Trump’s chief of staff claims president’s election delay talk was about mail-in concerns

FILE PHOTO: White House Chief of Staff Mark Meadows speaks to reporters in the U.S. Capitol in Washington, U.S. July 29, 2020. REUTERS/Erin Scott

White House Chief of Staff Mark Meadows said on Sunday that the United States will hold an election on Nov. 3, claiming that President Donald Trump was raising concerns about mail-in ballots when he floated the idea of delaying the U.S. vote.

“We’re going to hold an election on Nov. 3 and the president is going to win,” Meadows said on CBS’ “Face the Nation.”

Trump on Thursday raised the idea of delaying the Nov. 3 U.S. elections, a proposal that was immediately rejected by both Democrats and his fellow Republicans in Congress — the sole branch of government with the authority to make such a change.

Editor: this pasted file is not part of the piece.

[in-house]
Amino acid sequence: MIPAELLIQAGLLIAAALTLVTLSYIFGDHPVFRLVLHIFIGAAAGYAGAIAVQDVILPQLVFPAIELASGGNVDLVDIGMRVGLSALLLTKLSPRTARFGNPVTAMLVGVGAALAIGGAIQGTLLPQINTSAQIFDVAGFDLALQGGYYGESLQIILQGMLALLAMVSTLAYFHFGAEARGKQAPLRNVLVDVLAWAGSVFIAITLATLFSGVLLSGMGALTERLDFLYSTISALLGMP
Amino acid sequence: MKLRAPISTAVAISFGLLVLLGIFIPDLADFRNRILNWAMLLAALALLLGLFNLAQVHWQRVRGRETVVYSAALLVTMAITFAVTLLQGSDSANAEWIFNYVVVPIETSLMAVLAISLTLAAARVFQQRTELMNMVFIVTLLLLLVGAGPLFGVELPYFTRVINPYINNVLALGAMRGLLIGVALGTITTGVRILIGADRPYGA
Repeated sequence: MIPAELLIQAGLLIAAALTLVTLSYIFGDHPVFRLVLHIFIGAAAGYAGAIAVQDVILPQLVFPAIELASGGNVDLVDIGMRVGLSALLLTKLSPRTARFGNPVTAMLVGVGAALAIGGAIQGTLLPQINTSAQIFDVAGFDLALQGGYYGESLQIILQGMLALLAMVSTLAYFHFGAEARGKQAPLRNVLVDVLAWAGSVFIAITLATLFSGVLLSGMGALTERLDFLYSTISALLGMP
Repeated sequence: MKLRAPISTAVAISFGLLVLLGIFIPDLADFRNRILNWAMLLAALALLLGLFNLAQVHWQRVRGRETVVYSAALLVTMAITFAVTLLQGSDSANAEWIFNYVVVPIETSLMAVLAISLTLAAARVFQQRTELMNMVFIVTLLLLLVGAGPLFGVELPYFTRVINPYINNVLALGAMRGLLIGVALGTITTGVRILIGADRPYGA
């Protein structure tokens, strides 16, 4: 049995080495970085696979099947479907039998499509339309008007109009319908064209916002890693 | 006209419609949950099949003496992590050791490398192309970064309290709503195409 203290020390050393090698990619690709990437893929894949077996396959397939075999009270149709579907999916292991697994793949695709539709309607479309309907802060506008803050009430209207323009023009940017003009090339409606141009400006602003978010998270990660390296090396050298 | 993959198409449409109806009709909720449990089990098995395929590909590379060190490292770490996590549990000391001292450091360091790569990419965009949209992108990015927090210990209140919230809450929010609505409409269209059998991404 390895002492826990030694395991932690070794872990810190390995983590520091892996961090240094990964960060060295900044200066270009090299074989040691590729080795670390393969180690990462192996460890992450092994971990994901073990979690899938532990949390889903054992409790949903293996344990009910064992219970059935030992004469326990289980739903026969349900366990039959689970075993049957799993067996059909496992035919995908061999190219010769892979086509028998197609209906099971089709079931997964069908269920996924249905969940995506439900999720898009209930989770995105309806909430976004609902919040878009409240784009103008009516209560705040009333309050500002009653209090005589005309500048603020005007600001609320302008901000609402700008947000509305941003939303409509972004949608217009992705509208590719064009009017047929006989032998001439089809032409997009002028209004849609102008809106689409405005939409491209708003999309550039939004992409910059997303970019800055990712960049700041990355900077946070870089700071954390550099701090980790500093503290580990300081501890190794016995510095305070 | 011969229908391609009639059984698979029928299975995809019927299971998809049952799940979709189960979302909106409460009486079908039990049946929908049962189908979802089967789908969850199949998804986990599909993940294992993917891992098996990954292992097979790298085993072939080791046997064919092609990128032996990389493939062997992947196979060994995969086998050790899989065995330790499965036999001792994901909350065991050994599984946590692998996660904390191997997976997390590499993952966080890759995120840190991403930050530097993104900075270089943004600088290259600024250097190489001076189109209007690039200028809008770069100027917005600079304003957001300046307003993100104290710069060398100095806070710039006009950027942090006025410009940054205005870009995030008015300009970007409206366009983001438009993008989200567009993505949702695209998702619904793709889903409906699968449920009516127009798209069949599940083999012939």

Critics and even Trump’s allies dismissed the notion as an unserious attempt to distract from devastating economic news, but some legal experts warned that his repeated attacks could undermine his supporters’ faith in the election process.

The Republican president has been trying to undermine confidence in mail-in balloting, claiming repeatedly and without evidence that it would lead to widespread voter fraud. The president and a number of his staff members have mailed in absentee ballots in past elections.

Meadows took up his boss’s cause on Sunday, warning that mail-in ballots must be handled properly — though he did not provide evidence that they have not been in the past.

Asked if it were irresponsible for Trump to float the idea, Meadows skirted the question, saying “It is responsible for him to say that if we try to go to 100% universal mail-in ballots, will we have an election result on Nov. 3? Now I would suggest we wouldn’t even have it on Jan. 1.”

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